To save content items to your account,
please confirm that you agree to abide by our usage policies.
If this is the first time you use this feature, you will be asked to authorise Cambridge Core to connect with your account.
Find out more about saving content to .
To save content items to your Kindle, first ensure firstname.lastname@example.org
is added to your Approved Personal Document E-mail List under your Personal Document Settings
on the Manage Your Content and Devices page of your Amazon account. Then enter the ‘name’ part
of your Kindle email address below.
Find out more about saving to your Kindle.
Note you can select to save to either the @free.kindle.com or @kindle.com variations.
‘@free.kindle.com’ emails are free but can only be saved to your device when it is connected to wi-fi.
‘@kindle.com’ emails can be delivered even when you are not connected to wi-fi, but note that service fees apply.
In the current study the microbiological, sensory and chemical properties of 24 kefirs (12 producers) from Estonian, Latvian and Lithuanian retail market were determined using gas chromatography (GC), high performance liquid chromatography (HPLC-MS/MS-Q-TOF and LC-ion trap MS/MS), spectrophotometry and other methods. Antihypertensive, angiotensin-converting enzyme (ACE) inhibiting, antioxidant and antibacterial peptides were found in the kefir samples. According to the results of principal component analysis of 200 most abundant compounds obtained with HPLC-MS/MS-Q-TOF analysis, Estonian kefirs differed from the rest. Kefirs of Latvian and Lithuanian origin showed similarities in several characteristics, probably related to the starter cultures and technological processes. The fatty acids composition of all Baltic kefirs was uniform. The antioxidant capacity of the kefirs varied slightly, whereas intermediate positive correlation (r = 0·32, P < 0·05) was found between antioxidativity and total bacterial count. The lipid oxidation level, estimated as the content of linoleic and oleic acid primary oxidation products, oxylipins, was very low in all studied kefirs. Only one third of analysed kefirs met the requirements of the minimum sum of viable microorganisms, indicated in the Codex Standard for Fermented Milks.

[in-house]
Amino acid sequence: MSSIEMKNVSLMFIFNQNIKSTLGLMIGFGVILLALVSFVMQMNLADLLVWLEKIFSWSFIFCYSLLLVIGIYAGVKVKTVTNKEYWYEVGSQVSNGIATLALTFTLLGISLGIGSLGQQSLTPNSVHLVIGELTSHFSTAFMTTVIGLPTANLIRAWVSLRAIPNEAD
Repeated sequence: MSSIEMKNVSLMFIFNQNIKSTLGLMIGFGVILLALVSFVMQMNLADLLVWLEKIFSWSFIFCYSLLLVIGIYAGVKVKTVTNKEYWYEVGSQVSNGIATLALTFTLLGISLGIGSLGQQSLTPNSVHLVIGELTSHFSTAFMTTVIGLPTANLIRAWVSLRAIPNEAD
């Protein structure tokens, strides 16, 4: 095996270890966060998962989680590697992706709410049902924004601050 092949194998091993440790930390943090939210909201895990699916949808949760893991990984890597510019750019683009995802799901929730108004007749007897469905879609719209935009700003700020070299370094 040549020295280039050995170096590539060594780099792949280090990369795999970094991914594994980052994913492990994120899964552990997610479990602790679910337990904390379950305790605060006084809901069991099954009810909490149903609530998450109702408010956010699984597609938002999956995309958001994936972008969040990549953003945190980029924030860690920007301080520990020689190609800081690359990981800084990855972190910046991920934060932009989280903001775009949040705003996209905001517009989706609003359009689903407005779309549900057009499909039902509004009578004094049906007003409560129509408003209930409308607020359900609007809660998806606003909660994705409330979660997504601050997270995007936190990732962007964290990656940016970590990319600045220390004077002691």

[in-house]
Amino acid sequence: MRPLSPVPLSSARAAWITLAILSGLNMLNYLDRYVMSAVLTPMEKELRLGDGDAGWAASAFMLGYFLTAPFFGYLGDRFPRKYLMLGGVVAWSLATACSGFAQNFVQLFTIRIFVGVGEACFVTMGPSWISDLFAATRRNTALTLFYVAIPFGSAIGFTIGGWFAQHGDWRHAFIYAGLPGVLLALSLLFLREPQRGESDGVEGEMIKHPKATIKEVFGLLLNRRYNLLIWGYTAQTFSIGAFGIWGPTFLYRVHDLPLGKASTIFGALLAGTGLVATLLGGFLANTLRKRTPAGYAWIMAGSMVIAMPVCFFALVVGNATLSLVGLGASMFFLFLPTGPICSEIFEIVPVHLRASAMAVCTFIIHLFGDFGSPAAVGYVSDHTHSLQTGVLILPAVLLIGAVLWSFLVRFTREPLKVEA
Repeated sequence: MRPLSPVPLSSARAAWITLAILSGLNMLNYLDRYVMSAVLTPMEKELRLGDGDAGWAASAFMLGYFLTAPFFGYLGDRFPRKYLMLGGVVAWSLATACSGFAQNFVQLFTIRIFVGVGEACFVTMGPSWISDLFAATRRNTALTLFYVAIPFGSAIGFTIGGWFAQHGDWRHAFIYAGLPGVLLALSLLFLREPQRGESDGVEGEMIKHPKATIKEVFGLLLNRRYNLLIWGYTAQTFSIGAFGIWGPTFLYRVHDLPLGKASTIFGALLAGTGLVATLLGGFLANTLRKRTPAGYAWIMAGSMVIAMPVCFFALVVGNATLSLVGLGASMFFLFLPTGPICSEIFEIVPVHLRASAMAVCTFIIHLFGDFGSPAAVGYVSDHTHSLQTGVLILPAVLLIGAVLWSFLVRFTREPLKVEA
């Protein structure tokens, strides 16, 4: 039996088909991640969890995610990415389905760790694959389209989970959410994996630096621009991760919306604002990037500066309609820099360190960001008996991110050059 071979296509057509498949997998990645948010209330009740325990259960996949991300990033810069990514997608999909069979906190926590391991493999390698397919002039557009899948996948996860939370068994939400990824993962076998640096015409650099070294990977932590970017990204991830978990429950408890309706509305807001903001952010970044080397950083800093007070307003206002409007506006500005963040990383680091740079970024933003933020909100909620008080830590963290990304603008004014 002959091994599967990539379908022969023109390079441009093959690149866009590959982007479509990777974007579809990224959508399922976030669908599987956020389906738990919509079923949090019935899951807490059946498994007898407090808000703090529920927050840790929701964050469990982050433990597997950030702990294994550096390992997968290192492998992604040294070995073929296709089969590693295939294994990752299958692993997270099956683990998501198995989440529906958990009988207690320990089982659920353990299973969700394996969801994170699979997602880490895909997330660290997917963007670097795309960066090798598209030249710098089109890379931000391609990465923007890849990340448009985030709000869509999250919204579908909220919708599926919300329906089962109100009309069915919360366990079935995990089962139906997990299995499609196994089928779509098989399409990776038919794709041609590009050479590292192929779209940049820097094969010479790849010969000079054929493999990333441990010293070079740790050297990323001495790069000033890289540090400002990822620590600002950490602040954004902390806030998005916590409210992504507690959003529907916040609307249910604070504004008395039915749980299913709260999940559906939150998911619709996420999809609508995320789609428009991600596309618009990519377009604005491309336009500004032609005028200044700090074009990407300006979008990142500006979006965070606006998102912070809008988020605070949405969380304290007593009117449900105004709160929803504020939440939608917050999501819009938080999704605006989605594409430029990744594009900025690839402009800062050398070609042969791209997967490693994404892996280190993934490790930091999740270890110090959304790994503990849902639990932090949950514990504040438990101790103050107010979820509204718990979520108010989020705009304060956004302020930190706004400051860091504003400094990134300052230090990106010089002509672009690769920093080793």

Email your librarian or administrator to recommend adding this to your organisation's collection.